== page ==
Building costs fluctuate on a daily basis, but the overall trend in recent months has been up.

In 2016, prices rose:

  • 13.8% for oriented strand board (OSB), a type of particle board commonly used in home construction;
  • 8.7% for softwood lumber, commonly used in home construction;
  • 5.0% for gypsum products, such as plaster and plaster board; and
  • 3.5% for ready-mix concrete, used for projects like foundations and driveways, according to the National Association of Homebuilders (NAHB).

Compare these price rises to the average consumer price inflation (CPI) in 2016, which was just 1.3%.

Further, in April 2017, President Trump announced a 20% tariff on softwood lumber imports from Canada, a major source of construction materials. In 2016, one-third of softwood lumber used by homebuilders was imported, with 95% of imports originating in Canada, according to the NAHB.

The tariff is meant to increase the sale of U.S. lumber by discouraging U.S. builders from purchasing Canadian imports. However, the sheer amount of lumber imported from Canada means U.S. lumber won’t be able to fully replace the taxed lumber. Builders will have to pay higher prices, or else stop building.

In California, the high price of land and California Environmental Equality Act (CEQA) roadblocks already produce high new home prices. More expensive building costs means the state’s presently high new home prices will become even more challenging for homebuilders.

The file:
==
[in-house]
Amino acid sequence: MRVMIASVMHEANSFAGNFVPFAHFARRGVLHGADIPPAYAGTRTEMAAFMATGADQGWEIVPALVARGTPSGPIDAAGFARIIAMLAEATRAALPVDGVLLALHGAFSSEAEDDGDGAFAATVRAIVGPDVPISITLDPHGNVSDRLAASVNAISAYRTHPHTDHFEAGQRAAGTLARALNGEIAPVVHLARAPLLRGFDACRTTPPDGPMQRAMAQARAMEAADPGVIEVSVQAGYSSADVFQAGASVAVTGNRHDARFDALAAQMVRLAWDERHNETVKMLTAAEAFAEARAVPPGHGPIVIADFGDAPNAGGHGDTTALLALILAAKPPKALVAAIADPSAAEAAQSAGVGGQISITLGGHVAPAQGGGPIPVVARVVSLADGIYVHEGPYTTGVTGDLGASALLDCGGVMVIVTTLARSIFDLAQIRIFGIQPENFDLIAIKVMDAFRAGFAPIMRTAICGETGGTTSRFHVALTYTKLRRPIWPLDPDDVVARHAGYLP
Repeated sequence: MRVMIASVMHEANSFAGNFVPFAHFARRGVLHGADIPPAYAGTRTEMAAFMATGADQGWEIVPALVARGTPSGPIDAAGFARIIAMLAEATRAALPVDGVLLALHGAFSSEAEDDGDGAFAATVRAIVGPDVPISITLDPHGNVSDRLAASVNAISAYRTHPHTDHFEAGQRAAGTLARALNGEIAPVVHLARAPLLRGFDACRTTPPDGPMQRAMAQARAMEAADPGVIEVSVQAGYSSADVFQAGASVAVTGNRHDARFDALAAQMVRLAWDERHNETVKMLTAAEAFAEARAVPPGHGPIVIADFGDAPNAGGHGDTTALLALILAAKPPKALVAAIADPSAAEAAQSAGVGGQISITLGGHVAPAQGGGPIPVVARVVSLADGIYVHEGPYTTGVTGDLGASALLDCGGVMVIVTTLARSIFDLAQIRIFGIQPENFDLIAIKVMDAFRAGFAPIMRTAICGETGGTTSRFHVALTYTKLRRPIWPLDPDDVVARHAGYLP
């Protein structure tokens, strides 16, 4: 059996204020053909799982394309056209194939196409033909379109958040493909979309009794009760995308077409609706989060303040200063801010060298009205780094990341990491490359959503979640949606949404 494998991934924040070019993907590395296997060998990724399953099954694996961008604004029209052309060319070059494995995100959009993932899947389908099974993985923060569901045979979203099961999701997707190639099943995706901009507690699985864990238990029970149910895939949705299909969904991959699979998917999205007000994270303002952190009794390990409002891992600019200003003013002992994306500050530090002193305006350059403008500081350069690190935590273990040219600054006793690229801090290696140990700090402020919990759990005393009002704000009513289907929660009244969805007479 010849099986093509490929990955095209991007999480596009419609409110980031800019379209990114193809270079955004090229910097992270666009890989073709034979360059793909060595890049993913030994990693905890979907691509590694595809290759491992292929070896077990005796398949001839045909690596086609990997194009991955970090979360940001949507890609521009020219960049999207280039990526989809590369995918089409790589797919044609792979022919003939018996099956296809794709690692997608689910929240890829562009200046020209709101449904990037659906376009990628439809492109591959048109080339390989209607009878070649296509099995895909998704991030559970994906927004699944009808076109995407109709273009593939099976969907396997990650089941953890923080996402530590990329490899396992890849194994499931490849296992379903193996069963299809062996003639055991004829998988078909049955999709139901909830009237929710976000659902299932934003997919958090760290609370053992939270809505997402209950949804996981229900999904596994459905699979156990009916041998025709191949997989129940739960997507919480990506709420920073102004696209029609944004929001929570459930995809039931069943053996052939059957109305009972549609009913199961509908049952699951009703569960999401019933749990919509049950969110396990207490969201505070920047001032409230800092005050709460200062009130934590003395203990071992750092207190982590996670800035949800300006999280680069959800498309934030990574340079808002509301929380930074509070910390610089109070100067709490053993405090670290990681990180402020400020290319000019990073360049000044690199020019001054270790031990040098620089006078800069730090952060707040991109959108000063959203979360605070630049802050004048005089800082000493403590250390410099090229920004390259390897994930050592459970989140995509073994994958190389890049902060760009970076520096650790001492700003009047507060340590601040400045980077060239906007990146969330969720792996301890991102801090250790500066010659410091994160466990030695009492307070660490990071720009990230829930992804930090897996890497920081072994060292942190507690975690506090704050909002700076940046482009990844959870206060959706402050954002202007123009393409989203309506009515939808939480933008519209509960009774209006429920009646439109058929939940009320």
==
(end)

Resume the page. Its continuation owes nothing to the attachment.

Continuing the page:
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How builders deal with higher building costs

How are builders dealing with this price rise?

The obvious choice is to pass the cost along to homebuyers. However, the new home premium is already 40%-50% above comparable home resales in California. New home prices can only rise so high before homebuyers look elsewhere.

The NAHB estimates the 20% tariff on softwood lumber from Canada will cost the U.S. in 2017 a net loss of:

  • nearly $500 million in wages;
  • $350 million in federal and state tax revenue;
  • more than 8,200 full-time jobs;
  • $945 million in single family residence (SFR) investment; and
  • $146 million in multi-family investment.

Further, the tariff will cause the average U.S. new-build SFR price to increase $1,236 — and more in California, where home prices are higher than average.

As a temporary workaround, builders, like homebuyers, know when to look further abroad to save money.

To avoid the tariffs, builders have begun buying non-Canadian lumber at record numbers. European supplies of lumber have increased in the U.S. market, according to the NAHB.

Still, builders are likely to pay more for European lumber than Canadian (prior to the extra tariff) due to the additional shipping costs the lumber sellers will inevitably pass along to the builders. Additionally, other price increases of building materials like gypsum products and OSB are more difficult to circumvent.

As builders adjust to higher costs, expect new home construction to continue to slow in 2017.

In 2016, SFR construction rose 12% over the previous year in California, while multi-family construction decreased 4% from 2015. With residential vacancy rates at extreme lows, residential construction needs to pick up to meet demand, or else the meteoric rise in rents relative to incomes will become catastrophic for California residents. And yet construction continues to meet new obstacles.

To help new construction along, local governments can loosen zoning and overhaul CEQA to reduce the costly permitting process. Of course, this is much easier said than done.

Agents and builders can get involved by attending local city council meetings and letting their voices be heard.